It was supposed to be Fianna Fáil's big campaign launch: a manifesto intended to win the voters.

Journalists at the news conference, like RTÉ Radio presenter Vincent Browne, preferred to focus on questions about the Taoiseach's finances.

'The problem about this money that you got from Micheál Wall is, that it ain't credible that it was for the purpose of the renovation of a house', Mr Browne told the Taoiseach.

Initially, Mr Browne was stopped by a Fianna Fáil representative, at which point he recalled 20 years ago when he claims journalists were obstructed from asking former party leader Charles Haughey questions.

'I hope Fianna Fáil has changed and we won't be obstructed in doing so now', Mr Browne added.

Eventually, Bertie Ahern addressed the issue at hand, one of the first times during this election campaign.

'This has nothing to do with the tribunal', Mr Ahern responded. 'I allocated my money for uses and I'm entitled to do that. I earned the money.'

He added: 'Are you questioning that I shouldn't be allowed to use money?'

On the new RTÉ programme Campaign Daily, Sunday Tribune political editor Kevin Rafter said this was a 'really really bad morning for Fianna Fáil.'

'First of all, they were doing a u-turn on stamp duty', commented Mr Rafter. 'And then the Taoiseach was dogged again on the tribunals.'

He added that even though Mr Ahern answered a question, the issues are still hanging over him.

FF election manifesto

Before the questioning, Fianna Fáil unveiled its election manifesto which included a promise to immediately abolish stamp duty for all first-time buyers.

The party has also promised to increase the mortgage interest relief for first-time buyers and those who have purchased their homes in the last seven years.

Speaking at the launch, Mr Ahern said that Fianna Fáil's proposals for the elimination of stamp duty for first-time buyers will not drive up house prices.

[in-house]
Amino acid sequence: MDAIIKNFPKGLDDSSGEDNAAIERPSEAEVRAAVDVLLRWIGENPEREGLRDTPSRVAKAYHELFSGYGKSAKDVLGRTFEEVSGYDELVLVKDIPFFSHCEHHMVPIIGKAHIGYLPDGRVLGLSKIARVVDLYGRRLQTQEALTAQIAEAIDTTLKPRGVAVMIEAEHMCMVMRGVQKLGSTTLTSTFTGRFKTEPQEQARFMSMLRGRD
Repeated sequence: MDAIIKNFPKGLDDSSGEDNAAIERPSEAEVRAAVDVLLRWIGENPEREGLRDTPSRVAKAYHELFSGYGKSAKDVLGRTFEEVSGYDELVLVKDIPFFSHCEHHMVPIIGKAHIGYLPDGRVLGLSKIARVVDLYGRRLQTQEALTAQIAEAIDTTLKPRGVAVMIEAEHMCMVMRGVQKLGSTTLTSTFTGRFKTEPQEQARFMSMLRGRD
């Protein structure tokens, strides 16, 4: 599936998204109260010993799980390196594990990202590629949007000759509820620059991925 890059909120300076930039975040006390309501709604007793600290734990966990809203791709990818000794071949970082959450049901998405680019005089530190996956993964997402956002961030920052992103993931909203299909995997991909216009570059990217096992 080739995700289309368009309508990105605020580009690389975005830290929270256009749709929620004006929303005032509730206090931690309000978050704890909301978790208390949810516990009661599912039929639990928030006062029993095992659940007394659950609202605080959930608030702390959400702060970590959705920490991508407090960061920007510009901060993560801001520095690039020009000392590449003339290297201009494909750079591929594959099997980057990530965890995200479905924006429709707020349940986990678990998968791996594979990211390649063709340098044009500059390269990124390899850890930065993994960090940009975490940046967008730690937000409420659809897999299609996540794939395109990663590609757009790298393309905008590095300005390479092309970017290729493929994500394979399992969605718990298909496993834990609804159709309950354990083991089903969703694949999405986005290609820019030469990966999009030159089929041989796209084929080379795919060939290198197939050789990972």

He said that the proposals were targeting the tax system so that money would not be going to sellers.

Mr Ahern said that to follow the proposals put forward by the other parties would create 'a whole load' of distortions in the housing market.

He said that Minister for Finance, Brian Cowen, had always said that Fianna Fáil would not make commitments about stamp duty 'way out' from an election campaign when it would have created instability.

Plan a 'U-turn'

The Fine Gael leader Enda Kenny has described the plan as 'a complete joke' and 'a massive U-turn'.

Speaking at a press conference this morning, Mr Kenny said Fianna Fáil had been in office for ten years and had not acted. He said that as the election is beginning to slip away from the party, it has changed its mind.

On alleged payments to the Taoiseach, Mr Kenny described today's developments as the latest in a series of bizarre comments by Mr Ahern.

Labour leader Pat Rabbitte said that if the campaign gets any worse for Fianna Fáil, the party might propose backdating reform to 1994 and solve some of its other problems.

Sinn Féin party leader Gerry Adams described the proposal as subterfuge, saying that developers would simply increase prices as a result.

The party's chairperson, Mary Lou McDonald said that Fianna Fáil was engaging in 'gimmick politics', and that it pointed to the absence of a real housing policy. She said that her party favoured an approach based on tax incentives for first-time buyers.

More than 100 nurses protested at the Mansion House in Dublin at the launch of the Fianna Fáil manifesto, as part of their campaign for a pay rise and shorter working hours.

Manifestoes, mental health & jobs on day 5

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